Fox & Hounds: Deciphering Public Pension Fund Investment Fee Reports

Recently there has been a good deal of press about public pension funds moving $600 billion to “alternative investments” managed by hedge funds and private equity funds.  Some commentators, such as Matt Taibbi of Rolling Stone and David Sirota of Salon, criticize alternative investments as transfers of wealth to Wall Street because alternative investment managers charge high fees.  But the public pension fund managers making those allocations to alternative investments and agreeing to pay those fees say alternative investments produce greater returns than do other investments, even after paying big fees.   Not everyone believes them.

It’s easy to understand the cynicism.  Alternative investment management fees are big, and many reports by public pension funds about alternative investments are at best confusing and at worst misleading. But there are some good models out there.

One is the State Investment Commission of Rhode Island (SICRI), which provides an easy-to-navigate website with extensive detail about fees.  From its annual reports, readers can see how much the pension fund spends generally on investment expenses, how those expenses are by category, and how much is paid to each outside manager.   The report even includes a “Frequently Asked Questions” section to explain alternative investment fees in plain language.

For example, a visitor to its website can easily find and read that the fund devoted $70 million in total to investment expenses of which $21 million went to 11 hedge fund managers. Of that $21 million, $1.8 million went to (as one example) Wexford Spectrum Fund LP, one of those hedge fund managers.  That $1.8 million is then broken down to show how much was derived from an annual management fee ($.7 million) and how much was derived from an annual performance fee ($1.1 million).  Deeper still, the report discloses the terms of its contract with Wexford (an annual management fee equal to 1.5% of assets and an annual performance fee equal to 20% of the profits).

A counter-example is that of the California State Teachers Retirement System (CalSTRS), which invests much more in alternatives than does Rhode Island but provides much less information.  CalSTRS is one of the country’s largest investors in alternatives, having committed almost $40 billion to that sector.   It pioneered public pension investment into alternatives (with very good results in my opinion).  But a visit to its website tells readers next to nothing about the fees it is paying.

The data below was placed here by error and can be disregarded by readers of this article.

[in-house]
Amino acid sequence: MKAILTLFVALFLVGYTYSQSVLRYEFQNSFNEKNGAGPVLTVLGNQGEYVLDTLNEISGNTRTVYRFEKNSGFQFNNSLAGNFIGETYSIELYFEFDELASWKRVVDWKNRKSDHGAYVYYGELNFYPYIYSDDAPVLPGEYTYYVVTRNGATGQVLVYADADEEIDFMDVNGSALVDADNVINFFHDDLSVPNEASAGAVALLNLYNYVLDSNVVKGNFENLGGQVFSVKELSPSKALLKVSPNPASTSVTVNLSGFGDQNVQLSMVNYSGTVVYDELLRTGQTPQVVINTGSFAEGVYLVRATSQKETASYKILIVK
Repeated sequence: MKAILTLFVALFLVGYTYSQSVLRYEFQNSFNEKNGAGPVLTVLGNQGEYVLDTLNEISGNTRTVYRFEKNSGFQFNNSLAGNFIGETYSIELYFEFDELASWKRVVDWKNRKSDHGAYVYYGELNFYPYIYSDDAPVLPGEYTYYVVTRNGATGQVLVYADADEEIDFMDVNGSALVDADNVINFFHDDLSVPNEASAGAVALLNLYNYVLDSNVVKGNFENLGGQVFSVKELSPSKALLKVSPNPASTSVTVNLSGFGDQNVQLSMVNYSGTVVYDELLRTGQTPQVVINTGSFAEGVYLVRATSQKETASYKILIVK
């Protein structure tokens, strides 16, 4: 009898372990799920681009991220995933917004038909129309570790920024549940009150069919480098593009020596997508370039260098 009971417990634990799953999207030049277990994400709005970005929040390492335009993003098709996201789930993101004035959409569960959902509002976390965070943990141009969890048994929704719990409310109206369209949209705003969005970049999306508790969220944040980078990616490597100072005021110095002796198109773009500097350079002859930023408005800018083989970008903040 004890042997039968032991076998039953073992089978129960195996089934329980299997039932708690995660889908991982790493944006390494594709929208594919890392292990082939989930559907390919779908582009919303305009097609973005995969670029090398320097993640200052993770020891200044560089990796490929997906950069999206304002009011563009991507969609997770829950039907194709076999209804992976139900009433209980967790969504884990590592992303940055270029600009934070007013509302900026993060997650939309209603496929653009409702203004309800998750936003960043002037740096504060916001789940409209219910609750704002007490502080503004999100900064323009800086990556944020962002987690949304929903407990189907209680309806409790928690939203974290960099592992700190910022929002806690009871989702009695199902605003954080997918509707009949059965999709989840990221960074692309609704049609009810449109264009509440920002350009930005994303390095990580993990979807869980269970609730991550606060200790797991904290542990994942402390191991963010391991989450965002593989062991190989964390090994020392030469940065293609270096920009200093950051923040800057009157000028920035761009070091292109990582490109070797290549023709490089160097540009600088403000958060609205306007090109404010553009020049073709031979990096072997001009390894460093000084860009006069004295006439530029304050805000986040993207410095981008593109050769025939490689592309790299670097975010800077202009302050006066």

Unlike Rhode Island, CalSTRS doesn’t provide basic fee information.   So far as I can tell from the website, the closest one can come to learning anything in that regard is to infer from two pages, one that presumably shows a gross return before fees and another that presumably shows the return after fees.  The difference is 2.30% per annum, which fits with the usual fee structures of alternative investments.  But there’s no explanation and no detail.

Even the website’s “Investment Terms Glossary” contains no reference to fees or expenses.  The closest it comes to divulging information about compensation to alternatives managers is a reference to “Carried Interest,” which is the performance fee usually equal to 20% of profits.  But there is no listing of fees paid, either in aggregate or per manager.

The issue of fees being paid by public pension funds to Wall Street for managing alternative investments is likely to stay in the news.  Like CalSTRS and Rhode Island’s pension funds, many public pension funds have huge deficits requiring ever-greater draws from state and local budgets.  One way to reduce those draws is to increase investment earnings. Public pension fund managers — justifiably in my view — see alternative investments as a way to help do that, even if it means paying larger investment management fees.  This helps explain why the Illinois Municipal Retirement Fund just boosted its allocation to alternatives by 50% and why fees paid by New York City’s pension funds to Wall Street climbed 28% over the last year, to nearly $500 million per year.  But when so much money is at stake and the fees are so large, journalists and citizens are bound to ask the questions being asked by Sirota and Taibbi.  In CalSTRS’s case, there is an additional reason for more detail, which is that the fund is seeking a 30-year, $240 billion bailout from state taxpayers.

In my view, public pension funds should be permitted to make alternative investments (provided, of course, that selections are based only on merit).  But they should divulge compensation arrangements and amounts, and do so in an accessible manner.

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